Lack of a Single Defining Application

Historically, personal computers became ubiquitous through their productivity applications. Investment in personal computers became a tangible benefit due to the presence of productivity applications, such as VisiCalc and Word. 2D paper-based printers enabled similar efficiencies. Such applications are conspicuously absent in 3D printers. Their use has remained confined to a niche audience of hobbyists enthralled by the future possibilities of the technology.

Within the mainstream market, 3D printers are mainly used to prototype models for designers and body parts for medical students. The materials commonly used for 3D printing—PLA and ABS, both plastics—and imperfections of the technology make it difficult for average consumers to print useful or complex objects.

Quality and Material Issues in Manufacturing

3D printing holds much promise in manufacturing. For starters, it can enable crafting of custom products in an easy and cost-effective manner. Secondly, it can shorten supply chain cycles by collapsing multiple product manufacturing processes into a fewer number of steps. But, 3D printing's limited consumer use is mirrored in the manufacturing sector. According to a report by consulting firm PriceWaterhouse Cooper, only 0.9% of surveyed companies used 3D printing for production of final products or components.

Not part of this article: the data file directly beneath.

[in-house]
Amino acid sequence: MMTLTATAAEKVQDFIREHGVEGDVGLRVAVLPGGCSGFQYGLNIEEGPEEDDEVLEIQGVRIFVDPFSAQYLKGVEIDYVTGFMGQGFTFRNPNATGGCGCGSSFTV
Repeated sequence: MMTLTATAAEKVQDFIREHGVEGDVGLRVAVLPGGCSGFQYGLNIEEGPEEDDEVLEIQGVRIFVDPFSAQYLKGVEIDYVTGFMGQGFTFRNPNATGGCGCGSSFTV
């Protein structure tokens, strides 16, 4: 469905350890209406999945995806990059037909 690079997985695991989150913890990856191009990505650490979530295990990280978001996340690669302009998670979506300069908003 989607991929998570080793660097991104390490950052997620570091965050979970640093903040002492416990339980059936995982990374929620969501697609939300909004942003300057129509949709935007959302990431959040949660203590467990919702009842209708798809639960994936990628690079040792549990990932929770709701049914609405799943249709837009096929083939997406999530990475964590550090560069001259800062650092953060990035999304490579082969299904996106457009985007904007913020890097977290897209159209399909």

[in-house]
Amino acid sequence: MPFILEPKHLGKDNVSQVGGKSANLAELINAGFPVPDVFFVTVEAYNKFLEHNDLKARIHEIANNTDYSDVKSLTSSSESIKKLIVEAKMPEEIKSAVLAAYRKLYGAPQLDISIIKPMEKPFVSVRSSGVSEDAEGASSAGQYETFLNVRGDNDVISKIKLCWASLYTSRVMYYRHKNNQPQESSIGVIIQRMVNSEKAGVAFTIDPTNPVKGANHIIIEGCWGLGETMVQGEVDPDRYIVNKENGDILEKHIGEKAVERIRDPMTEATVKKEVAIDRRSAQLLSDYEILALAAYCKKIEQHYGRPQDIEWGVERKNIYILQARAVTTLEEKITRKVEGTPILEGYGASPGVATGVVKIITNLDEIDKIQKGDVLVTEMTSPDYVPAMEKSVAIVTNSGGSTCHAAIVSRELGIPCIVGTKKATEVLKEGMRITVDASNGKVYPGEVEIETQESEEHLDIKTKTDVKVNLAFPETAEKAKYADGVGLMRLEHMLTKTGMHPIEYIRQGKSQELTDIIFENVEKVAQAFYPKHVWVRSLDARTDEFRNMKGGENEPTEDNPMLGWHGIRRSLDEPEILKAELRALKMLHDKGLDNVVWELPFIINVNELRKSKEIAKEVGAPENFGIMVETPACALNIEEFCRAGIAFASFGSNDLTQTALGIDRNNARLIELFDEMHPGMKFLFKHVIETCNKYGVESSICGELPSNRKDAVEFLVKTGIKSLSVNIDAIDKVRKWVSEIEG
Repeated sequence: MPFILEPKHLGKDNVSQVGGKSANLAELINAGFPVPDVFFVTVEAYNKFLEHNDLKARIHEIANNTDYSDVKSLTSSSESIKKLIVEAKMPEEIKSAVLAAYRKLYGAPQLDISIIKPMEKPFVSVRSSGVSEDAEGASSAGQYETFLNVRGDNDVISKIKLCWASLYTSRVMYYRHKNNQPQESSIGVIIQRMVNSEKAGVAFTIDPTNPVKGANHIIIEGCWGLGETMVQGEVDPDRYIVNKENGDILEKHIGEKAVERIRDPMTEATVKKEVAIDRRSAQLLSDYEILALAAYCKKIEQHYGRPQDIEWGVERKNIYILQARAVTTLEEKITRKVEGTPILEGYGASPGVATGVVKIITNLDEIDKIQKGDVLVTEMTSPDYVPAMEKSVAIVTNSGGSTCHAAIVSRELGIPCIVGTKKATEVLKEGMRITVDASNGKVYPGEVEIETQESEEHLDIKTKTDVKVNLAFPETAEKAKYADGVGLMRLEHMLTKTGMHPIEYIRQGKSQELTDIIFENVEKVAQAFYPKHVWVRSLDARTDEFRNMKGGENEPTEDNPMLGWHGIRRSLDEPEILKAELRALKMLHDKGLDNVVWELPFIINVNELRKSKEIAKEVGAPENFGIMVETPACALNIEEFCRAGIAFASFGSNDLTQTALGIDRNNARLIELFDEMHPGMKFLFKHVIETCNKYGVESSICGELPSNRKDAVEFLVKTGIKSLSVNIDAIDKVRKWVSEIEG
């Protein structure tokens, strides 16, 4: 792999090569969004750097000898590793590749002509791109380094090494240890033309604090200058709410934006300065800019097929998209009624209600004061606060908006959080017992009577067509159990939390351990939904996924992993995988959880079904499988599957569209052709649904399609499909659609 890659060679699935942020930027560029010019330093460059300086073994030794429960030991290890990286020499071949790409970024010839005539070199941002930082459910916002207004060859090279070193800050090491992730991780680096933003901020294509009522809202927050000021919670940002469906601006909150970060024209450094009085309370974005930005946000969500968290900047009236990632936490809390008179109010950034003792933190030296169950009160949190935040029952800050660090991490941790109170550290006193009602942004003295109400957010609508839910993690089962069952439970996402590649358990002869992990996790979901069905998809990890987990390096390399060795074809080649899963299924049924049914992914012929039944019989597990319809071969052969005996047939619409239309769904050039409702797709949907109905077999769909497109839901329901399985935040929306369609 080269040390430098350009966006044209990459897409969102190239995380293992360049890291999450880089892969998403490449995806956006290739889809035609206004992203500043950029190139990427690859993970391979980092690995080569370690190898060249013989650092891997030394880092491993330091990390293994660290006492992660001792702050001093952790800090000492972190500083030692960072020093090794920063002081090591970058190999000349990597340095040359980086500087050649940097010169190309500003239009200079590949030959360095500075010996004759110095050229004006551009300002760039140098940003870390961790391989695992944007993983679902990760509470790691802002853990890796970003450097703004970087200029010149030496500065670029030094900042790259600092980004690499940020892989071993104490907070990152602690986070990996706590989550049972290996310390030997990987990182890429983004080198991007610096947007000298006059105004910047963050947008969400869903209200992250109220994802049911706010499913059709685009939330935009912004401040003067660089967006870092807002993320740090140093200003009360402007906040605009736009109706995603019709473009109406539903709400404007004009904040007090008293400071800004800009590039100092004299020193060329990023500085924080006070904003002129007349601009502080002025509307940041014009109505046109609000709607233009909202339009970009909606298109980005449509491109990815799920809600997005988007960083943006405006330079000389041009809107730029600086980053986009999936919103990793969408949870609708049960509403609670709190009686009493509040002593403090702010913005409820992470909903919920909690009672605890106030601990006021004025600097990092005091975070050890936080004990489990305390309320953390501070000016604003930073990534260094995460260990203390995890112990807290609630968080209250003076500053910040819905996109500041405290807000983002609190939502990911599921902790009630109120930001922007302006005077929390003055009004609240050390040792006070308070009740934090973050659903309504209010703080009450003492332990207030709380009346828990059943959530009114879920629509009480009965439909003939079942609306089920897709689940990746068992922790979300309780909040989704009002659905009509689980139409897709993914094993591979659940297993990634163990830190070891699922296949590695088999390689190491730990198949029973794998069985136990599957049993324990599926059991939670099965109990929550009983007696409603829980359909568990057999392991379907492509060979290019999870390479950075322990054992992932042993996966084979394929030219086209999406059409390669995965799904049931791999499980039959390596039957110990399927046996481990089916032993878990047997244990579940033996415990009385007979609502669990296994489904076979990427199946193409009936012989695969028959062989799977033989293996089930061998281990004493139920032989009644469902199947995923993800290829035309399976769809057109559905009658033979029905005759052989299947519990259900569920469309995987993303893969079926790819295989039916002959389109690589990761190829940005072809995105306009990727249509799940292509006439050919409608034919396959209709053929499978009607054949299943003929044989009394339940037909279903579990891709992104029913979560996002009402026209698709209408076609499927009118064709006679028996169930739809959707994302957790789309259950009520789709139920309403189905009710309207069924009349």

A majority of organizations surveyed for the report said they were either not planning to use the technology or were still researching it. Part of the skepticism around 3D printing in the manufacturing sector related to the final quality of the finished product. Roughly half of the surveyed manufacturers stated that the final quality of products made with 3D printers was uncertain. Almost half of the respondents also pointed to expensive prices and the technology's limitations in terms of materials for their lack of enthusiasm for the technology. Taken together, these reasons are a succinct (and quantitative) summary of problems with 3D printing.

According to the report, the sweet spot for 3D printing lies in low-volume and highly-specialized products. However, mass manufacturing depends on high volumes to enable cheap prices. Thus, this translates to less demand for 3D printers with manufacturers focused on consumer markets. (For more, see: The Future of 3D Printing in Biopharmaceuticals.)

The Bottom Line

Perhaps the media jumped the gun while anointing a 3D printing revolution. There is no doubt that the technology is useful and revolutionary, but it is also ahead of its time. The revolution, if it is to occur, will not be sudden.

Instead, much work needs to be done to make it useful to the masses. For example, 3D printers need a less geeky and more consumer-friendly interface. The technology needs to improve by leaps and bounds to remove uncertain quality issues and enable diverse use of materials. Simultaneously, an associated infrastructure for support and marketing should also be developed around the technology.